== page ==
People Hate Fat-Talkers, Study Finds
No one likes a fat-talker, a new study has confirmed.
Researchers recently found that women who engage in "fat talk" are less liked by their peers. According to a new study, women who make self-disparaging comments about their bodies or eating and exercise habits are judged as less likeable than those who didn't engage in "fat talk".
For the study, researchers presented college-age women with a series of photographs of either noticeably thin or noticeably overweight women engaging in either "fat talk" or positive body talk. The participants were then asked to rate the women on various dimensions, including how likeable they were.
The study revealed that women who made "fat talk" statements about their bodies were rated as significantly less likable, whether or not they were overweight, than women who didn't.
"Though it has become a regular part of everyday conversation, 'fat talk' is far from innocuous," lead researcher Alexandra Corning, research associate professor of psychology and director of Notre Dame's Body Image and Eating Disorder Lab said in a news release.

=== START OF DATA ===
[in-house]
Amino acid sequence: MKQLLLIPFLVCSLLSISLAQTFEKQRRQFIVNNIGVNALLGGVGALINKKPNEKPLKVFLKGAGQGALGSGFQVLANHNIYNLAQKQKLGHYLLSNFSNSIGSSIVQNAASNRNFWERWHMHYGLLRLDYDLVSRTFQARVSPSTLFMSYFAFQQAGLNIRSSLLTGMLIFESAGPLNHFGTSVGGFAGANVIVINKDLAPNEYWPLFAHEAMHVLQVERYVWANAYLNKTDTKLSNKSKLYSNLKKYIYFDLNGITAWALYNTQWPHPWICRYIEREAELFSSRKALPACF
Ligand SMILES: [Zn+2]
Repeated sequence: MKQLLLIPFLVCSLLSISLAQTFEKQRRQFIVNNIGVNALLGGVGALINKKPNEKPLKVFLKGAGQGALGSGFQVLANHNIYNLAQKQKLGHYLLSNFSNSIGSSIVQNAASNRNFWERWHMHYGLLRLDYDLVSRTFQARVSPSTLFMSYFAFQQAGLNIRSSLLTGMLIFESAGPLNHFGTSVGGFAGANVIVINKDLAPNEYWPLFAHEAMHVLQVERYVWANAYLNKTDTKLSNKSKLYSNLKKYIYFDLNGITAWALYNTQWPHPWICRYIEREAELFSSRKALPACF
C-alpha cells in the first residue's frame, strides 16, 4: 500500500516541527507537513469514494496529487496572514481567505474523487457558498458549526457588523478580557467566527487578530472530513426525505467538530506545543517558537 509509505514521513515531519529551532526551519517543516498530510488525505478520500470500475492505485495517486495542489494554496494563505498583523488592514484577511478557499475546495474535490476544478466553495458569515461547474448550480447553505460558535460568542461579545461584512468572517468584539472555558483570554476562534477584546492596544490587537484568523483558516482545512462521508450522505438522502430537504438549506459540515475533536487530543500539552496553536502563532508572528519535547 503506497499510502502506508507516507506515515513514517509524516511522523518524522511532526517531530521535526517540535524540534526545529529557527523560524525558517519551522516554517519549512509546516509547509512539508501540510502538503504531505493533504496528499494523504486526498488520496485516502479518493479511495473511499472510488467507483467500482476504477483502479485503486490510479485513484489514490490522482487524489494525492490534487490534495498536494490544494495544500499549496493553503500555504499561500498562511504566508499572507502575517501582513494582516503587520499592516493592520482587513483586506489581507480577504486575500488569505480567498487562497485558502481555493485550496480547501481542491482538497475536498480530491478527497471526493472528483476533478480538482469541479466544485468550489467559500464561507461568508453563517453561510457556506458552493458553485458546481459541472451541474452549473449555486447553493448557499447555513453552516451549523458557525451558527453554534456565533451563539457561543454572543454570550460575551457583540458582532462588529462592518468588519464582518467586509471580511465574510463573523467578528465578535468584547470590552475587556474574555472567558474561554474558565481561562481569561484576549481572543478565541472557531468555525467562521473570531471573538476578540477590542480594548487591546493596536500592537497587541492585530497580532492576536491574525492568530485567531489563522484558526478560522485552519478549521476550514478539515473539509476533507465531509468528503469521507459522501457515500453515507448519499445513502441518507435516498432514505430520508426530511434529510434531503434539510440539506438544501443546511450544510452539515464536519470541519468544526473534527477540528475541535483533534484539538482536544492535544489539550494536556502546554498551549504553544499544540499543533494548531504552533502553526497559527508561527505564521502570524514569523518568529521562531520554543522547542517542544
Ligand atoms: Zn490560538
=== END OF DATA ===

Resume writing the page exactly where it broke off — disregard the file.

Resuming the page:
"It is strongly associated with, and can even cause, body dissatisfaction, which is a known risk factor for the development of eating disorders," she added.
While some psychologists believe "fat talk" is a way some women attempt to initiate and strengthen their social bonds, the latest research suggests otherwise. Corning and her team found that fat-talkers are liked less than women who make positive statement about their bodies.
"These findings are important because they raise awareness about how women actually are being perceived when they engage in this self-abasing kind of talk," Corning explained. "This knowledge can be used to help national efforts to reduce 'fat talking' on college campuses."
The latest findings were presented recently at the Midwestern Psychological Association annual conference.